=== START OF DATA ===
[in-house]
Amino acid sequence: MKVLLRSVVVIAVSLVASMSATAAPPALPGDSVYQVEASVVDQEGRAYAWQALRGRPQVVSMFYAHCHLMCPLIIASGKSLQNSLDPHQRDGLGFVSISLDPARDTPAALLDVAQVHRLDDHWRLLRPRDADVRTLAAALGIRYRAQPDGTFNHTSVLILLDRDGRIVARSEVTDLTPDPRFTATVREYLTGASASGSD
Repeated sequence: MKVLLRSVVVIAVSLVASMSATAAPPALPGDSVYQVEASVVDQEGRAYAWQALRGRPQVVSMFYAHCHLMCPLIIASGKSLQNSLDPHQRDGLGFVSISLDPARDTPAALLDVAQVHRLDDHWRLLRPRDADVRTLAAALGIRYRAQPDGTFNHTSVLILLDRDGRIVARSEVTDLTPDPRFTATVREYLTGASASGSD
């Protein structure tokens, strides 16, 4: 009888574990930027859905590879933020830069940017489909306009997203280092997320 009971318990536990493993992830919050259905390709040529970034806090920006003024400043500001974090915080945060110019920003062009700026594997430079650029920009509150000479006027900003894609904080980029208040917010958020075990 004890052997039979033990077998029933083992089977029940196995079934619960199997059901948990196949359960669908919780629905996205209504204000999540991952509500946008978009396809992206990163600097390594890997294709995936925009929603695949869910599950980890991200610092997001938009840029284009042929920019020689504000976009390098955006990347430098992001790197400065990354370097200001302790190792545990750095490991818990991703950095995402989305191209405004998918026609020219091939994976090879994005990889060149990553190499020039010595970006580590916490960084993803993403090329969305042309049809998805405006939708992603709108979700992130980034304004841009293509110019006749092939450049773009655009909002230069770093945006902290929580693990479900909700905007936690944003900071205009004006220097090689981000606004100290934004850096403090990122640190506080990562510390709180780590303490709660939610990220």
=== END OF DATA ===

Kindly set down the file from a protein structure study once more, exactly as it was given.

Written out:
[in-house]
Amino acid sequence: MKVLLRSVVVIAVSLVASMSATAAPPALPGDSVYQVEASVVDQEGRAYAWQALRGRPQVVSMFYAHCHLMCPLIIASGKSLQNSLDPHQRDGLGFVSISLDPARDTPAALLDVAQVHRLDDHWRLLRPRDADVRTLAAALGIRYRAQPDGTFNHTSVLILLDRDGRIVARSEVTDLTPDPRFTATVREYLTGASASGSD
Repeated sequence: MKVLLRSVVVIAVSLVASMSATAAPPALPGDSVYQVEASVVDQEGRAYAWQALRGRPQVVSMFYAHCHLMCPLIIASGKSLQNSLDPHQRDGLGFVSISLDPARDTPAALLDVAQVHRLDDHWRLLRPRDADVRTLAAALGIRYRAQPDGTFNHTSVLILLDRDGRIVARSEVTDLTPDPRFTATVREYLTGASASGSD
């Protein structure tokens, strides 16, 4: 009888574990930027859905590879933020830069940017489909306009997203280092997320 009971318990536990493993992830919050259905390709040529970034806090920006003024400043500001974090915080945060110019920003062009700026594997430079650029920009509150000479006027900003894609904080980029208040917010958020075990 004890052997039979033990077998029933083992089977029940196995079934619960199997059901948990196949359960669908919780629905996205209504204000999540991952509500946008978009396809992206990163600097390594890997294709995936925009929603695949869910599950980890991200610092997001938009840029284009042929920019020689504000976009390098955006990347430098992001790197400065990354370097200001302790190792545990750095490991818990991703950095995402989305191209405004998918026609020219091939994976090879994005990889060149990553190499020039010595970006580590916490960084993803993403090329969305042309049809998805405006939708992603709108979700992130980034304004841009293509110019006749092939450049773009655009909002230069770093945006902290929580693990479900909700905007936690944003900071205009004006220097090689981000606004100290934004850096403090990122640190506080990562510390709180780590303490709660939610990220």